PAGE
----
Many of those within management consider it a failing to accept comment and observation, let alone constructive criticism, from any of their team members beneath them. It is a trait all too common in today’s police service, despite all the management hot air suggesting the contrary.
There was a time when the police was an organisation which operated under a kind of yes sir, no sir three bags full Sir management style. An ethos where if you were if told to “jump” you simply asked “how high sir?” Many would suggest that style is historical and has slipped into the history books. Most modern managers within the service would seek to have you believe they are team players, interested in your input, valuing your contribution and operating an open door policy. All great stuff, but only applicable when your opinion actually matches theirs.
The problem today is that you need a kind of sixth sense. Your energy is constantly sapped trying to understand what your management want or are trying to achieve. Do they actually believe what they say? Are they going to follow through with what they say? Are the promises they make actually going to be delivered? Because of all this, there is also a constant need to manage up as well as down…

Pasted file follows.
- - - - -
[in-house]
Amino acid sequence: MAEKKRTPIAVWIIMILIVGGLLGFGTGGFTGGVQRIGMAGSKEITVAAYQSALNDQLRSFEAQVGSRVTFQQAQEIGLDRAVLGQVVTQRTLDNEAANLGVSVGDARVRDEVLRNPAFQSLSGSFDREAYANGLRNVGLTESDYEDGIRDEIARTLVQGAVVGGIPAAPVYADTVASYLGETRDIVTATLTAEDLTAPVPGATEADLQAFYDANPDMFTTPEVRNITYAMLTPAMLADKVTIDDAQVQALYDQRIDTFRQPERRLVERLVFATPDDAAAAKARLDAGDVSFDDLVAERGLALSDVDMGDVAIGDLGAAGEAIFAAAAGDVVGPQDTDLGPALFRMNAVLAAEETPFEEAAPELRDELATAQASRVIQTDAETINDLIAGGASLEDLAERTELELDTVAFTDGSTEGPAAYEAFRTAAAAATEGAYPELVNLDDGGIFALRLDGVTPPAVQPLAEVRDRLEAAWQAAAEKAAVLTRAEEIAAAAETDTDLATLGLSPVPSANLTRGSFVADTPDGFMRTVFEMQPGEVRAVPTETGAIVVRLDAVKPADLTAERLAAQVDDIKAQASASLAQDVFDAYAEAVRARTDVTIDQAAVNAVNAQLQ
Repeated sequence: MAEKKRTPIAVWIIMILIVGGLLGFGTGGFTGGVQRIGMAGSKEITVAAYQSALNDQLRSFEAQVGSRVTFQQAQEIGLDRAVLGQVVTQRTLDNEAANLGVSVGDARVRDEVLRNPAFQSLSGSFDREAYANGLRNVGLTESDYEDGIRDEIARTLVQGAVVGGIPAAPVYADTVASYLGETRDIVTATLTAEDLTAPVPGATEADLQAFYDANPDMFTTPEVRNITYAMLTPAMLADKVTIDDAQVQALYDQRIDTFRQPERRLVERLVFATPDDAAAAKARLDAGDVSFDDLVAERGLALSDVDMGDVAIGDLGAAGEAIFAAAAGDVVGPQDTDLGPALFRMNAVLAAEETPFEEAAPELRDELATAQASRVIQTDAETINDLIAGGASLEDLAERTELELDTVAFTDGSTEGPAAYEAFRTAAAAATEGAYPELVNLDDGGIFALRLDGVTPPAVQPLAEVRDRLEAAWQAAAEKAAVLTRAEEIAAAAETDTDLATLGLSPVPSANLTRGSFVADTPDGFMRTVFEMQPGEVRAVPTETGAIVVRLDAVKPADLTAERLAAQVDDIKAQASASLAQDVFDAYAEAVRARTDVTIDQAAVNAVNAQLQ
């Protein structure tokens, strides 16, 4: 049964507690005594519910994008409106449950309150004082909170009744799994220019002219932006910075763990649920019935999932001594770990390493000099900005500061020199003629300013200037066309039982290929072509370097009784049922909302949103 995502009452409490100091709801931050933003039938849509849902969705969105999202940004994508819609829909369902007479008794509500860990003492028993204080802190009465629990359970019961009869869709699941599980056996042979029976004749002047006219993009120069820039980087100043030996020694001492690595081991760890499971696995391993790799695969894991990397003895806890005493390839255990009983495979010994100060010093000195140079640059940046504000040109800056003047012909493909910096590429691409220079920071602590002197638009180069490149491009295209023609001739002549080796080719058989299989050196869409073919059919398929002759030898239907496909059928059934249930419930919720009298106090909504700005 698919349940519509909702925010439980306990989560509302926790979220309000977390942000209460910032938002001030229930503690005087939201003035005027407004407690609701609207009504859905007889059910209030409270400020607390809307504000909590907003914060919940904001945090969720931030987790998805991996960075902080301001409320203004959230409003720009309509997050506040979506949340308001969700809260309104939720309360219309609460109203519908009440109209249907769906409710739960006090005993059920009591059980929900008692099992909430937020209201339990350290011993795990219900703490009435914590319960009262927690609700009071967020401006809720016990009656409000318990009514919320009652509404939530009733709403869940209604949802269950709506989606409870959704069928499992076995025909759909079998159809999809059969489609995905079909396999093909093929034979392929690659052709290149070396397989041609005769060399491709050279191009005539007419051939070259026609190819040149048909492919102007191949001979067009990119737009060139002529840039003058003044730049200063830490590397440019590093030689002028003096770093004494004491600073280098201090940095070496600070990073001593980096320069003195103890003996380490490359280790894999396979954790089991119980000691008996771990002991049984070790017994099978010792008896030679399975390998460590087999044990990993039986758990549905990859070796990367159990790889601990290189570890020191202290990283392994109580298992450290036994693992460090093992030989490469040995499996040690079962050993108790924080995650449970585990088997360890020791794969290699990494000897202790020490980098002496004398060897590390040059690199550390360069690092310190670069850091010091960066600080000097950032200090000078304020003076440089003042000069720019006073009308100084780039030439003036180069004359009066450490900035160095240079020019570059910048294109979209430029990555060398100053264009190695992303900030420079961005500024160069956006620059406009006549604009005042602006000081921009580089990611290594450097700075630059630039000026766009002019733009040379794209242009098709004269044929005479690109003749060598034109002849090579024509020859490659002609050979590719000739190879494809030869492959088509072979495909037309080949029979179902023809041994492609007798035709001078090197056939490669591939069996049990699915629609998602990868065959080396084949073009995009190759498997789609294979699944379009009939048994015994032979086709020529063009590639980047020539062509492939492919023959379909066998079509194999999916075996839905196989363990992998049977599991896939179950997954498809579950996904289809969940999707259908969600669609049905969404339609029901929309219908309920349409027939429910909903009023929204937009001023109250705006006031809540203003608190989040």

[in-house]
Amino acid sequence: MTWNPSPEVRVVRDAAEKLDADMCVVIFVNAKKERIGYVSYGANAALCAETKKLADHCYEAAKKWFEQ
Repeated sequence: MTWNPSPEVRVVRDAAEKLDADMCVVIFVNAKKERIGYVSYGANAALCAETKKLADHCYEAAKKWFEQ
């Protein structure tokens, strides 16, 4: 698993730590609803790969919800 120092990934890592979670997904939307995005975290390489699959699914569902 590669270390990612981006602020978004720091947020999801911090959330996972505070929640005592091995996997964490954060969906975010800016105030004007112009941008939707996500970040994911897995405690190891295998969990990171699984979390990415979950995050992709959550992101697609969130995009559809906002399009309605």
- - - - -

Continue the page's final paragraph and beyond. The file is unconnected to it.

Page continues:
Edge online* – Managing up: It might seem unnatural to manage those above you in the top-down world of business, but mastering this skill is exactly what you must do to excel in any organisation… (Read more)
At least with old school management tactics, irrespective of the pompous and archaic style, you always knew exactly where you stood… Today’s failures often revolve around poor communication, lack of honesty, or any attempt at fostering trust. Is it any wonder officers are continually scream about working one up the management?